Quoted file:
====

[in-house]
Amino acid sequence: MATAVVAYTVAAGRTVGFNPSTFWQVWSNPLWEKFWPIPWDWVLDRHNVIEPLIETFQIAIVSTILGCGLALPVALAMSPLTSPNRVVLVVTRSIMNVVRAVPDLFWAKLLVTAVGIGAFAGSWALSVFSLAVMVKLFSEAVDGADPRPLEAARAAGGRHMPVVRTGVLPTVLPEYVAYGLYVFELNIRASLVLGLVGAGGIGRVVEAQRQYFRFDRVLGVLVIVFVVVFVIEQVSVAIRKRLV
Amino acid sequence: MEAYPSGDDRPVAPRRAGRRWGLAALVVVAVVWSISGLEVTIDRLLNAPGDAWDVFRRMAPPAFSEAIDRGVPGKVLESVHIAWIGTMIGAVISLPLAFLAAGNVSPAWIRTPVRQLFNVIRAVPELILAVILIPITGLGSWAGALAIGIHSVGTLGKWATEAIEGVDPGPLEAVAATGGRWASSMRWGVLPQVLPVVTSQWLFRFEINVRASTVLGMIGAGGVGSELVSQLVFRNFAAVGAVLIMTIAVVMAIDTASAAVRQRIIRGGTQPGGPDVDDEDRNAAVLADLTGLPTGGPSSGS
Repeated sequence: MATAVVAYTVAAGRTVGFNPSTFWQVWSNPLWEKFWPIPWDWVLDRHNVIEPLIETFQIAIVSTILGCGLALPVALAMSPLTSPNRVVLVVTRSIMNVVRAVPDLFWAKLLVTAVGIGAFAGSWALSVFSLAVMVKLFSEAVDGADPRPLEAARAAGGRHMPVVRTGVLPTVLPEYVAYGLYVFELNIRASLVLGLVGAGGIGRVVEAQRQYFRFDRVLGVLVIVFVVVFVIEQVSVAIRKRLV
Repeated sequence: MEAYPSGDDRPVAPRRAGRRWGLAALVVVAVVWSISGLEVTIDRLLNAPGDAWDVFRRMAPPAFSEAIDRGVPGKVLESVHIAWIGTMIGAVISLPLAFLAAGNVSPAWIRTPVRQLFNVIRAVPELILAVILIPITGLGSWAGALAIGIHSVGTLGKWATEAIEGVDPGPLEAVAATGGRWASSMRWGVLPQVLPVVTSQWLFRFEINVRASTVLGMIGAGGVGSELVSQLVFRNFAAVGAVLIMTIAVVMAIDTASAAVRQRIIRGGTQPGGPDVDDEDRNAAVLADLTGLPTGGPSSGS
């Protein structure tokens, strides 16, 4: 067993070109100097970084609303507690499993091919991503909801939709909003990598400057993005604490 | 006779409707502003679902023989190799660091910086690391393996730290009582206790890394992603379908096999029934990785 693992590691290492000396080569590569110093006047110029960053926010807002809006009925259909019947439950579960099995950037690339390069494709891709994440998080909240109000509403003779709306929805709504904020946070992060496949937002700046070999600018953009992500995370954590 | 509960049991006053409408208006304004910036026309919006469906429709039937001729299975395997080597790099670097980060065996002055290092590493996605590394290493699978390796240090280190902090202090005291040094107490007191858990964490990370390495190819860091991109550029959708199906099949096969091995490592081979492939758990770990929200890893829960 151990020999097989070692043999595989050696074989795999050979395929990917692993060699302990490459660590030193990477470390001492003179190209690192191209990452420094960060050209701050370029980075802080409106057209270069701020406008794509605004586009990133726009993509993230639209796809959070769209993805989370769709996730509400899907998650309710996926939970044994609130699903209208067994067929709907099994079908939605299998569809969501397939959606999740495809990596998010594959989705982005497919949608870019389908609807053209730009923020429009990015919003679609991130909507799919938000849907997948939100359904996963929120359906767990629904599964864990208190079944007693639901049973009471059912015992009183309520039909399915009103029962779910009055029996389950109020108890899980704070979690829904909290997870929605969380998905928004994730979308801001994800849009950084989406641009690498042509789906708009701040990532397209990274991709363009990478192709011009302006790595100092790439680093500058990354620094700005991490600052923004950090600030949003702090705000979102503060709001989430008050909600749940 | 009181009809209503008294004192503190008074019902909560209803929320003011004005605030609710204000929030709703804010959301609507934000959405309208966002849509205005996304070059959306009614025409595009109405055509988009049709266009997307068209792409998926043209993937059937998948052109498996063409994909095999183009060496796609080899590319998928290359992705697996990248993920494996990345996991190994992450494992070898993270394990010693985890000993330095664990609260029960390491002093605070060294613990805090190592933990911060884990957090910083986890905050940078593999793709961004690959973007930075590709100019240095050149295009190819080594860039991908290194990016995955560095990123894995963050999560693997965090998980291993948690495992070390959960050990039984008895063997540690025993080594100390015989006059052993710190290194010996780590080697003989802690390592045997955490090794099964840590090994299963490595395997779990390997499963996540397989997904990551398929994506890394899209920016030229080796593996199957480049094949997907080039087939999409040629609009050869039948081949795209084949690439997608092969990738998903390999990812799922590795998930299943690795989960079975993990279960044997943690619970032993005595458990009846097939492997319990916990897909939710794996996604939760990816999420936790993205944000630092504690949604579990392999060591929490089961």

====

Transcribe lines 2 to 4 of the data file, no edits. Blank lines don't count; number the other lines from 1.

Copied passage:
Amino acid sequence: MATAVVAYTVAAGRTVGFNPSTFWQVWSNPLWEKFWPIPWDWVLDRHNVIEPLIETFQIAIVSTILGCGLALPVALAMSPLTSPNRVVLVVTRSIMNVVRAVPDLFWAKLLVTAVGIGAFAGSWALSVFSLAVMVKLFSEAVDGADPRPLEAARAAGGRHMPVVRTGVLPTVLPEYVAYGLYVFELNIRASLVLGLVGAGGIGRVVEAQRQYFRFDRVLGVLVIVFVVVFVIEQVSVAIRKRLV
Amino acid sequence: MEAYPSGDDRPVAPRRAGRRWGLAALVVVAVVWSISGLEVTIDRLLNAPGDAWDVFRRMAPPAFSEAIDRGVPGKVLESVHIAWIGTMIGAVISLPLAFLAAGNVSPAWIRTPVRQLFNVIRAVPELILAVILIPITGLGSWAGALAIGIHSVGTLGKWATEAIEGVDPGPLEAVAATGGRWASSMRWGVLPQVLPVVTSQWLFRFEINVRASTVLGMIGAGGVGSELVSQLVFRNFAAVGAVLIMTIAVVMAIDTASAAVRQRIIRGGTQPGGPDVDDEDRNAAVLADLTGLPTGGPSSGS
Repeated sequence: MATAVVAYTVAAGRTVGFNPSTFWQVWSNPLWEKFWPIPWDWVLDRHNVIEPLIETFQIAIVSTILGCGLALPVALAMSPLTSPNRVVLVVTRSIMNVVRAVPDLFWAKLLVTAVGIGAFAGSWALSVFSLAVMVKLFSEAVDGADPRPLEAARAAGGRHMPVVRTGVLPTVLPEYVAYGLYVFELNIRASLVLGLVGAGGIGRVVEAQRQYFRFDRVLGVLVIVFVVVFVIEQVSVAIRKRLV